Motor Cortex Stimulation

Patients should speak directly with their neurosurgeon to fully understand the benefits and risks of this surgery.

The operation Motor Cortex Stimulation or MCS was developed in Japan in the 1980’s to treat post-stroke pain.  It is performed in specialized centres around the world.  The most difficult aspect of this operation is selecting the correct patient.  In the treatment of pain, it is widely accepted that a ‘successful’ procedure (or pill) is one that reduces the pain by more than 50%.  With this standard, MCS has a success rate of approximately 50% for pain in the body and 70% for pain in the face.

This operation is performed under a general anesthetic with electrophysiological monitoring.  The scalp is incised and a small window of skull removed.  An electrode is placed on the dura (the leather-like covering over the brain) directly over the motor cortex.  The skull and scalp are closed and the electrode is connected by a wire to a pacemaker, which is placed under the skin in the chest (or a convenience site).  After the operation, the stimulation from the pacemaker is directed through the wire to the electrode over the motor cortex.  Stimulating the motor cortex is thought to ‘down regulate’ the abnormal brain activity causing the pain syndrome.  How this occurs is still debated.  Activity in the motor cortex (the part of the brain initiating movement) is known to down regulate the sensation from the part of the body moving.  For example, someone throwing a spear cannot feel fine touch in the hand throwing the object as well as if their hand was still.  This may have provided an evolutionary advantage on the African savanna millions of years ago.  We know that the sensory system is abnormally up regulated when someone has neuropathic pain.  The drugs that treat neuropathic pain all tend to dampen the function of the nervous system – but unfortunately their sedative side-effects are predictable.  MCS may use this ancient neural pathway from the motor system to quiet the activity in the sensory system.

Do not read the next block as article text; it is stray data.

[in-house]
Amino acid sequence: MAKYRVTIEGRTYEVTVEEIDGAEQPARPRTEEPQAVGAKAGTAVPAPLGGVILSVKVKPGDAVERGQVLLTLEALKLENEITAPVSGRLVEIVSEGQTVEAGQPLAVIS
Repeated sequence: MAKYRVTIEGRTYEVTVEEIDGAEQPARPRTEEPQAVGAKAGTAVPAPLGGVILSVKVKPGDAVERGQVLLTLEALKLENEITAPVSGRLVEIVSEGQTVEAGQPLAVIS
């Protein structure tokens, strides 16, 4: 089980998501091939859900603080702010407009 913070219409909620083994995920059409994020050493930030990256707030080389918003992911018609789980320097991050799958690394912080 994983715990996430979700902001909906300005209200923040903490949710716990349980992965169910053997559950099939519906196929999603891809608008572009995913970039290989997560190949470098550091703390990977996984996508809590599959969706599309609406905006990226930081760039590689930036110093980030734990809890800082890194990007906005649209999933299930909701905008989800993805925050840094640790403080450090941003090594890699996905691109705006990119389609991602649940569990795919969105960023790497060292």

When this operation is successful, patients report that their pain drops from an average 8 or 9 out of 10 down to a 2 or 3 out of 10.  We have not had a patient report that all of their pain has disappeared although there are reports of this in the literature.  The potential complications of this operation include infection (1%) or a brief seizure triggered by too much stimulation of the motor cortex.  A full description of all potential complications requires direct discussion with your neurosurgeon.  After the operation, patients must come to the clinic for adjustment of their stimulation on a monthly basis for several months.  Eventually the pacemaker will run out of power and need elective replacement.  This is done as an outpatient procedure under local anesthetic and usually takes twenty minutes of operating time.